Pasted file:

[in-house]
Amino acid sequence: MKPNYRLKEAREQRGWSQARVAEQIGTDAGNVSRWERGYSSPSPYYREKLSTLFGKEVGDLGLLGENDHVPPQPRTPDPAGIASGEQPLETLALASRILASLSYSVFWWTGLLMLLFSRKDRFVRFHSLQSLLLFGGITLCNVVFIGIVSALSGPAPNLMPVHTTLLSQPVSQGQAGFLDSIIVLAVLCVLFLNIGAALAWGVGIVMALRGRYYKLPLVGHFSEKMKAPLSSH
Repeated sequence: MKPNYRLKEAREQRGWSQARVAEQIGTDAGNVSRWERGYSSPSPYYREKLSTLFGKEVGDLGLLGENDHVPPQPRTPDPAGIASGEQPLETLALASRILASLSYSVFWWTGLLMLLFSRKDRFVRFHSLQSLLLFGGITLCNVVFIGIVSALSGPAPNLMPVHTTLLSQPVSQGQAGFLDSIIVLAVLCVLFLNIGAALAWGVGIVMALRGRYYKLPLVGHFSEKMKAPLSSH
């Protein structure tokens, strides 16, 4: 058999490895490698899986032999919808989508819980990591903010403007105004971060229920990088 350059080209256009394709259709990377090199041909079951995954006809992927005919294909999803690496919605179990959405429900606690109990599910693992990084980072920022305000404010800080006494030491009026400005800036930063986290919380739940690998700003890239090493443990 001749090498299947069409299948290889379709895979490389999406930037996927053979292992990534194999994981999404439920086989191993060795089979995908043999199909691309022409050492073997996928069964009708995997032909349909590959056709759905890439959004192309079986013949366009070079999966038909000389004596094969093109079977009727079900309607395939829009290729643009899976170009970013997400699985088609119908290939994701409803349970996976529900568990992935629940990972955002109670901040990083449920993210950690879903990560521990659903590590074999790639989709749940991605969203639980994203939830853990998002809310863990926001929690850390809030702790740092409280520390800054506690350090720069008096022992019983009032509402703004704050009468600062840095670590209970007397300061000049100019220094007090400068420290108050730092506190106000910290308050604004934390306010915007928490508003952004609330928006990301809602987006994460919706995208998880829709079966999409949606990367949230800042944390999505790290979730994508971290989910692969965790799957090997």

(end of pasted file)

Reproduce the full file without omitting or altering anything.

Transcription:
[in-house]
Amino acid sequence: MKPNYRLKEAREQRGWSQARVAEQIGTDAGNVSRWERGYSSPSPYYREKLSTLFGKEVGDLGLLGENDHVPPQPRTPDPAGIASGEQPLETLALASRILASLSYSVFWWTGLLMLLFSRKDRFVRFHSLQSLLLFGGITLCNVVFIGIVSALSGPAPNLMPVHTTLLSQPVSQGQAGFLDSIIVLAVLCVLFLNIGAALAWGVGIVMALRGRYYKLPLVGHFSEKMKAPLSSH
Repeated sequence: MKPNYRLKEAREQRGWSQARVAEQIGTDAGNVSRWERGYSSPSPYYREKLSTLFGKEVGDLGLLGENDHVPPQPRTPDPAGIASGEQPLETLALASRILASLSYSVFWWTGLLMLLFSRKDRFVRFHSLQSLLLFGGITLCNVVFIGIVSALSGPAPNLMPVHTTLLSQPVSQGQAGFLDSIIVLAVLCVLFLNIGAALAWGVGIVMALRGRYYKLPLVGHFSEKMKAPLSSH
């Protein structure tokens, strides 16, 4: 058999490895490698899986032999919808989508819980990591903010403007105004971060229920990088 350059080209256009394709259709990377090199041909079951995954006809992927005919294909999803690496919605179990959405429900606690109990599910693992990084980072920022305000404010800080006494030491009026400005800036930063986290919380739940690998700003890239090493443990 001749090498299947069409299948290889379709895979490389999406930037996927053979292992990534194999994981999404439920086989191993060795089979995908043999199909691309022409050492073997996928069964009708995997032909349909590959056709759905890439959004192309079986013949366009070079999966038909000389004596094969093109079977009727079900309607395939829009290729643009899976170009970013997400699985088609119908290939994701409803349970996976529900568990992935629940990972955002109670901040990083449920993210950690879903990560521990659903590590074999790639989709749940991605969203639980994203939830853990998002809310863990926001929690850390809030702790740092409280520390800054506690350090720069008096022992019983009032509402703004704050009468600062840095670590209970007397300061000049100019220094007090400068420290108050730092506190106000910290308050604004934390306010915007928490508003952004609330928006990301809602987006994460919706995208998880829709079966999409949606990367949230800042944390999505790290979730994508971290989910692969965790799957090997």